Myanmar: Sectarian violence worsens


Supporters of Pakistan's outlawed Islamic hardline group Jamaat ud Dawa (JD) shout anti-Myanmar slogans against sectarian violence in the country that left at least 80 people dead, during a protest in Lahore on Aug. 3, 2012. Myanmar security forces opened fire on Rohingya Muslims, committed rape and stood by as rival mobs attacked each other during a recent wave of sectarian violence, a rights watchdog said on August 1.


Arif Ali

In an unstable region of western Myanmar authorities increased security measures as sectarian violence between Buddhists and Muslims Rohingyas continued.

This week, CNN reports, fighting in the state of Rakhine killed at least 50 people and wounded dozens. It's why, Myo Than, manager of the state government's information department, told CNN extra security forces were dispatched.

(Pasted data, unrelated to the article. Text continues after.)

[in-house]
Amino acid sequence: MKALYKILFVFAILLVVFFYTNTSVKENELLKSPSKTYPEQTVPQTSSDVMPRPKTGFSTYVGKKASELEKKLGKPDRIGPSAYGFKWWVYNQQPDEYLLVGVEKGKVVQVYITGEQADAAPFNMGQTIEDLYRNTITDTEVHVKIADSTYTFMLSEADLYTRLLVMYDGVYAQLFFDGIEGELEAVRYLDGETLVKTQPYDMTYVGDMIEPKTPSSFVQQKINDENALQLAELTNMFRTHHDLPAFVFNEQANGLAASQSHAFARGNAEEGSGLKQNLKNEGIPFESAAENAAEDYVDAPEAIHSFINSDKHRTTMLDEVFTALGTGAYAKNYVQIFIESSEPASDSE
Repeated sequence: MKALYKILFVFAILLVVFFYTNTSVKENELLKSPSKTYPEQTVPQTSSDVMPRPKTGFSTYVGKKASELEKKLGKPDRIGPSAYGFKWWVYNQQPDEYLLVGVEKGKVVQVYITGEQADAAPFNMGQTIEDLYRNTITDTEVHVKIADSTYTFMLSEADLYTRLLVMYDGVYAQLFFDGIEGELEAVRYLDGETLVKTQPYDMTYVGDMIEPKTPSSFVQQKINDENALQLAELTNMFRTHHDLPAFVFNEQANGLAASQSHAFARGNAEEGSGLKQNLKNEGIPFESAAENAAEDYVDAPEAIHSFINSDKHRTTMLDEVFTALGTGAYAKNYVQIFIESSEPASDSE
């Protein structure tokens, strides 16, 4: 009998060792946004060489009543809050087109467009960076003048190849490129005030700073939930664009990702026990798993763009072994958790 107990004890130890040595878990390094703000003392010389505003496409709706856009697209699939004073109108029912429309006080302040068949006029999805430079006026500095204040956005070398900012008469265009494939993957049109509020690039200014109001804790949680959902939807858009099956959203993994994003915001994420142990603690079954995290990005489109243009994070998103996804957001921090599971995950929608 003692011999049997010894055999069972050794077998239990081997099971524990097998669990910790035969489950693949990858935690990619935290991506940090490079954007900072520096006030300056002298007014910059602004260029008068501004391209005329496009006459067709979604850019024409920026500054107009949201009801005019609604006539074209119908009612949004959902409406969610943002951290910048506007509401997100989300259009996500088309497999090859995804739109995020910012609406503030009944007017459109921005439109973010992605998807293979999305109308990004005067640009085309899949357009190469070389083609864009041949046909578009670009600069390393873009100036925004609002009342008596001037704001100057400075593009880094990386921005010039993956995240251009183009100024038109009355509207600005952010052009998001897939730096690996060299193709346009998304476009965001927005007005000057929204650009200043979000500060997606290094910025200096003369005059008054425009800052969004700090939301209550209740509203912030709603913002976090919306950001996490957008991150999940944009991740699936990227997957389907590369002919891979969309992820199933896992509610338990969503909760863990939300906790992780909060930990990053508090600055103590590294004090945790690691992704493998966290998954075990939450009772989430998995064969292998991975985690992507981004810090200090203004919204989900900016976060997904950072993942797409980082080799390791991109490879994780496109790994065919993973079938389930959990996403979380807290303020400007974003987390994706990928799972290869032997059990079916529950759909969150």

Yesterday, a night-time curfew, imposed during the summer months, was extended into 2 more towns. 

Ashok Nigam, UN resident and humanitarian Coordinator in Myanmar, said in a statement: "The UN is gravely concerned about reports of a resurgence of inter-communal conflict in several areas in Rakhine State which has resulted in deaths and has forced thousands of people including women and children to flee their homes."

Over the summer, fighting between the majority Buddhists and the Rohingya minority killed over 80 people. In August, Human Rights Watch concluded, "Burmese security forces committed killings, rape, and mass arrests against Rohingya Muslims after failing to protect both them and Arakan Buddhists during deadly sectarian violence in western Burma in June 2012."

In Myanmar, also known as Burma, the Rakhine state is home to about 800,000 Rohingyas who live along Myanmar's border with Bangladesh. Bangladesh and Myanmar do not recognize the Rohingyas as citizens.